March 9, 2015
Bait and Switch at Best Buy
Is Best Buy a company you want to do business with?
    The ad here was printed Monday, February 23, 2015 from the website, and the phone number written on it is for their store in Mayfield Heights, Ohio, the local store where the customer wanted to make the purchase. When a customer called to see if there were actually any in stock, the customer was told there would be some in Wednesday or Thursday (February 25 or 26, 2015), and that the advertised sale price would be honored.

    When the customer arrived at the store the afternoon of Thursday, February 26, 2015, the item was in fact in stock, and the computer sales associate retrieved one from the locker above the display along the wall. Unfortunately, the sales associate refused to honor the advertised price. The customer explained that he was told the price would be honored when the computers arrived, but the sales associate still refused to honor the advertised price, or for that matter even the rain-check offered.

    The customer asked for the manager, and a man with 'Dave' and 'Manager' on his badge arrived. The customer was told the sale price was a "Monday only sale" and the store will not honor the price. When the customer pressed on the issue, called it "bait and switch" and refused to buy the same computer at the regular retail price which was one hundred dollars more, the manager escorted the customer to the front of the store and out the door. All the while the customer was asking the customer was pressing the bait and switch question.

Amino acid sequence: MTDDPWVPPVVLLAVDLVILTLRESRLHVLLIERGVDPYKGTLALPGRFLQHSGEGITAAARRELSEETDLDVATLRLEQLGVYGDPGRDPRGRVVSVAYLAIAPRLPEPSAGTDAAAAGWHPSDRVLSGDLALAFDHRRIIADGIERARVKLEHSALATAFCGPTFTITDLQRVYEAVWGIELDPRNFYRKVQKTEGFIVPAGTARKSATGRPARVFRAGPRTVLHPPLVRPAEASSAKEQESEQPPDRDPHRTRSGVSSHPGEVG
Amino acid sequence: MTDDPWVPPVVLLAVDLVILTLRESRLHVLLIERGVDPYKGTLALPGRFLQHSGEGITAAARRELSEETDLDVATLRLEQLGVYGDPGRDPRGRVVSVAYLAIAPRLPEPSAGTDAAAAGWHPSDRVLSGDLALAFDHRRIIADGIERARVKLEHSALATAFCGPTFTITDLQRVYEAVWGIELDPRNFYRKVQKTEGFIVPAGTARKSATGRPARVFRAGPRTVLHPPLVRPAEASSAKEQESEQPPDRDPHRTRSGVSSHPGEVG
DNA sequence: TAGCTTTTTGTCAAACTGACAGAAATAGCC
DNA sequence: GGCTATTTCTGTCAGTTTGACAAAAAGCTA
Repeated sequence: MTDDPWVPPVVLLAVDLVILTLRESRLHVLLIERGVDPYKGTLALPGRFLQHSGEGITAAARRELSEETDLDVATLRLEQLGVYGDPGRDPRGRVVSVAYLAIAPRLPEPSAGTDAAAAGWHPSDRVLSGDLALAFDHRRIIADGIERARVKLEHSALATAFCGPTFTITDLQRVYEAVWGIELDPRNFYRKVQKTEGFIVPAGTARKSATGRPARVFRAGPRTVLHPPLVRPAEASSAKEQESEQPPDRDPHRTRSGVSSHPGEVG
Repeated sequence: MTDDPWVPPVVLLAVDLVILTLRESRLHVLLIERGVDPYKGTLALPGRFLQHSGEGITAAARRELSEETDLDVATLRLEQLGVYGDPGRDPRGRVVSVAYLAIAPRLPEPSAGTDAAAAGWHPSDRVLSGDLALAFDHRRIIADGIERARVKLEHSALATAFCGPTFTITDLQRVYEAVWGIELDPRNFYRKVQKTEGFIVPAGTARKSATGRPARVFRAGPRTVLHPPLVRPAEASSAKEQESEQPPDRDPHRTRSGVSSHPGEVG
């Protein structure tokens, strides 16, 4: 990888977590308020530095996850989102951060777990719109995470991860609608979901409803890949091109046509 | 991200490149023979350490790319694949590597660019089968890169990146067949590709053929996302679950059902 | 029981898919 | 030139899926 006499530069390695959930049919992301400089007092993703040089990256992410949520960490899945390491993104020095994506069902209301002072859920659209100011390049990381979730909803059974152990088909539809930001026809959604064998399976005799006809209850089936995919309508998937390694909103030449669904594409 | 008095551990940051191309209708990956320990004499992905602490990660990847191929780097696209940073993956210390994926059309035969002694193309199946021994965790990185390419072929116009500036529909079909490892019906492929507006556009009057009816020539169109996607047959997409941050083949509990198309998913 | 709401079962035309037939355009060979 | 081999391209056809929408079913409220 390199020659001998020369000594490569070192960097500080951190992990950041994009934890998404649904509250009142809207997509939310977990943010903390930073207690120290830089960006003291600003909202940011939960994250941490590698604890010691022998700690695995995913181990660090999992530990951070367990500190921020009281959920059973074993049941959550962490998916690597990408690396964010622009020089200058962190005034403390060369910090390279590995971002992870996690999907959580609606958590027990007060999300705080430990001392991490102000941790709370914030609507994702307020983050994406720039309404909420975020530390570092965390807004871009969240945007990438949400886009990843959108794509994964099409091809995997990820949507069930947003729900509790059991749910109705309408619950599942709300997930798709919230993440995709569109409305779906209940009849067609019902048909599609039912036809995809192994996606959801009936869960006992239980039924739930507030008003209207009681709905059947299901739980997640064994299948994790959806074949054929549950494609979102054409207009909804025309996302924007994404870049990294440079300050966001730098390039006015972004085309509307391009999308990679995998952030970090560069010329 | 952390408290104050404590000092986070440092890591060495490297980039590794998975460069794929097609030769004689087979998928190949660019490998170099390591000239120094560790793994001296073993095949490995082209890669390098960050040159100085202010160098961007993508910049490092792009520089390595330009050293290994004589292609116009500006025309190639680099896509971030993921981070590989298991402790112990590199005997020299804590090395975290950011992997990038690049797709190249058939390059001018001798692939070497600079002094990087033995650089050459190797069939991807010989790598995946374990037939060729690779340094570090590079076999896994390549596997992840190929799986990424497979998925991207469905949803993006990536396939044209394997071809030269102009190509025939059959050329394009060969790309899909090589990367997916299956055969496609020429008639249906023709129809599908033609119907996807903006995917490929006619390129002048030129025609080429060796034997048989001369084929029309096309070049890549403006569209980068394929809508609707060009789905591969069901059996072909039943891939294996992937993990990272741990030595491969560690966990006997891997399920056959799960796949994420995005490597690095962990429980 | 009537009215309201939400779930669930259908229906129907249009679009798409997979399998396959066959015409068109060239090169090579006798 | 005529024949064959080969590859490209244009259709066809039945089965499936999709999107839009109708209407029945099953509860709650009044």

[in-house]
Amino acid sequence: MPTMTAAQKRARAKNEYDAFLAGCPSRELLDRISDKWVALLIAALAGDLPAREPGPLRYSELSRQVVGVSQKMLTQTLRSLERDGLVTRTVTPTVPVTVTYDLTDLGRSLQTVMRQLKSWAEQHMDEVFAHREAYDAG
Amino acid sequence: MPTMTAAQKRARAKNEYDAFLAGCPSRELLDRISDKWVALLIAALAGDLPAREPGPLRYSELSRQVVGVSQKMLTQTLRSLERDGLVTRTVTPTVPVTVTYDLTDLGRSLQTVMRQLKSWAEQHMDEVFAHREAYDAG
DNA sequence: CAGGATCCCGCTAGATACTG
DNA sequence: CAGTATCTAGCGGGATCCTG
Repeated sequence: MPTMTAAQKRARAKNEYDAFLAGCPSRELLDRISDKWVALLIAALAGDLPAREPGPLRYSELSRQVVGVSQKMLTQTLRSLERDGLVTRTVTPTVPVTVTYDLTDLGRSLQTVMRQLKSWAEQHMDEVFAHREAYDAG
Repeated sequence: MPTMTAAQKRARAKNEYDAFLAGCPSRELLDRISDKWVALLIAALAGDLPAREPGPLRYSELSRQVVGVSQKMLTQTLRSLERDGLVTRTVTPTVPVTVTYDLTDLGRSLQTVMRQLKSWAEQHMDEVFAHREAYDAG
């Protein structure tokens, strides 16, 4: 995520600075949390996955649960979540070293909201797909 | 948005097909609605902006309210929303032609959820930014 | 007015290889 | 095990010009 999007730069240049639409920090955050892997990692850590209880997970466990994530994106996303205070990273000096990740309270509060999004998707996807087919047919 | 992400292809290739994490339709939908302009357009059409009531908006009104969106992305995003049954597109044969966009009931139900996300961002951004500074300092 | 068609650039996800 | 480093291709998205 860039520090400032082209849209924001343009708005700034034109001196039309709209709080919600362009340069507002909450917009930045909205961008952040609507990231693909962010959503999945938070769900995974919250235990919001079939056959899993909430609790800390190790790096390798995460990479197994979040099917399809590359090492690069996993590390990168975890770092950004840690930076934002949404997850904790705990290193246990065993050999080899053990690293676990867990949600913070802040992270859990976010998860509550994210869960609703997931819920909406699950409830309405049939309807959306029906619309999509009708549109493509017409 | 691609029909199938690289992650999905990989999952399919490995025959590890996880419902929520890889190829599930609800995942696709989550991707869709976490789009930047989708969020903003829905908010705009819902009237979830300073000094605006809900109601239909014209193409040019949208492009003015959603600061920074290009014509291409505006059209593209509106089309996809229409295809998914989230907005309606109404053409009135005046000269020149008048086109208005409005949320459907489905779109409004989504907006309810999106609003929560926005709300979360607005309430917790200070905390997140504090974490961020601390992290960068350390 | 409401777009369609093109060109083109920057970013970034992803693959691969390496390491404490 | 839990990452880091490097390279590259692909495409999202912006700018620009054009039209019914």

According to consumer protection laws, if an item is advertised, the price in the ad must be honored. When a rain-check for the item is offered the rain-check must be honored. When the customer called the store on the Monday, the person on the phone clearly stated four were arriving Wednesday or Thursday, and sure enough the computers were available for sale, but not for the advertised price.

    This is a clear case of bait and switch, which defines as "bait and switch. n. a dishonest sales practice in which a business advertises a bargain price for an item in order to draw customers into the store and then tells the prospective buyer that the advertised item is of poor quality or no longer available and attempts to switch the customer to a more expensive product." In this case, a customer was lured into the store for an advertised item, was promised the advertised item was in fact going to be available at the sale price, but was then denied the advertised sale price. Boycott Watch sees this as a clear violation of federal consumer protection laws.

    The customer drive for thirty minutes each way to the store, the called the corporate help number, 1-800-Best-Buy, and spent forty minutes getting run around. When transferred to a supervisor, the photo of the ad was emailed to the supervisor per her request, but so far nothing has happened.

    The fact is, the customer spent more than two hours attempting to have Best Buy fulfil their ad, but after one week Best Buy has only remained silent. Boycott Watch will be filing a complaint to the Ohio Attorney General and the Federal Trade Commission. Updates will be posted as available.

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